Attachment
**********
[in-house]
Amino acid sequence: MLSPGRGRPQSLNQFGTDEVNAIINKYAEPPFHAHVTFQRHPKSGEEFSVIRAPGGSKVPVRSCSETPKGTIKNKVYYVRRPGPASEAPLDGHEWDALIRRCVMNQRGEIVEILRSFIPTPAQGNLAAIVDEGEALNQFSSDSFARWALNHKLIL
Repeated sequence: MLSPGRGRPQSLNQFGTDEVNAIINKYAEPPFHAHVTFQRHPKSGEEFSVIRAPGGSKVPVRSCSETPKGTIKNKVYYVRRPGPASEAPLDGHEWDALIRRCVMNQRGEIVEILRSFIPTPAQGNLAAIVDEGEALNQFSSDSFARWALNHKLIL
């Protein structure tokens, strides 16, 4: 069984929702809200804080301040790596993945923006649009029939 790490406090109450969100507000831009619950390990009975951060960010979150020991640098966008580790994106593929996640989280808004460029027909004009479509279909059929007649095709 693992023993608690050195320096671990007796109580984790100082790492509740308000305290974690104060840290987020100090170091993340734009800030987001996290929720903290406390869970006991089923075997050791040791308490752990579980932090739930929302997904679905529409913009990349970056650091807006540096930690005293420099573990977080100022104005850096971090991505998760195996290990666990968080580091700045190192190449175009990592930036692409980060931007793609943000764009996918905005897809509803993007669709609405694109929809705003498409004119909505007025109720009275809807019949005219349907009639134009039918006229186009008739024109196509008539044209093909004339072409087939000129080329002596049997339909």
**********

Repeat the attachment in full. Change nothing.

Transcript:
[in-house]
Amino acid sequence: MLSPGRGRPQSLNQFGTDEVNAIINKYAEPPFHAHVTFQRHPKSGEEFSVIRAPGGSKVPVRSCSETPKGTIKNKVYYVRRPGPASEAPLDGHEWDALIRRCVMNQRGEIVEILRSFIPTPAQGNLAAIVDEGEALNQFSSDSFARWALNHKLIL
Repeated sequence: MLSPGRGRPQSLNQFGTDEVNAIINKYAEPPFHAHVTFQRHPKSGEEFSVIRAPGGSKVPVRSCSETPKGTIKNKVYYVRRPGPASEAPLDGHEWDALIRRCVMNQRGEIVEILRSFIPTPAQGNLAAIVDEGEALNQFSSDSFARWALNHKLIL
């Protein structure tokens, strides 16, 4: 069984929702809200804080301040790596993945923006649009029939 790490406090109450969100507000831009619950390990009975951060960010979150020991640098966008580790994106593929996640989280808004460029027909004009479509279909059929007649095709 693992023993608690050195320096671990007796109580984790100082790492509740308000305290974690104060840290987020100090170091993340734009800030987001996290929720903290406390869970006991089923075997050791040791308490752990579980932090739930929302997904679905529409913009990349970056650091807006540096930690005293420099573990977080100022104005850096971090991505998760195996290990666990968080580091700045190192190449175009990592930036692409980060931007793609943000764009996918905005897809509803993007669709609405694109929809705003498409004119909505007025109720009275809807019949005219349907009639134009039918006229186009008739024109196509008539044209093909004339072409087939000129080329002596049997339909």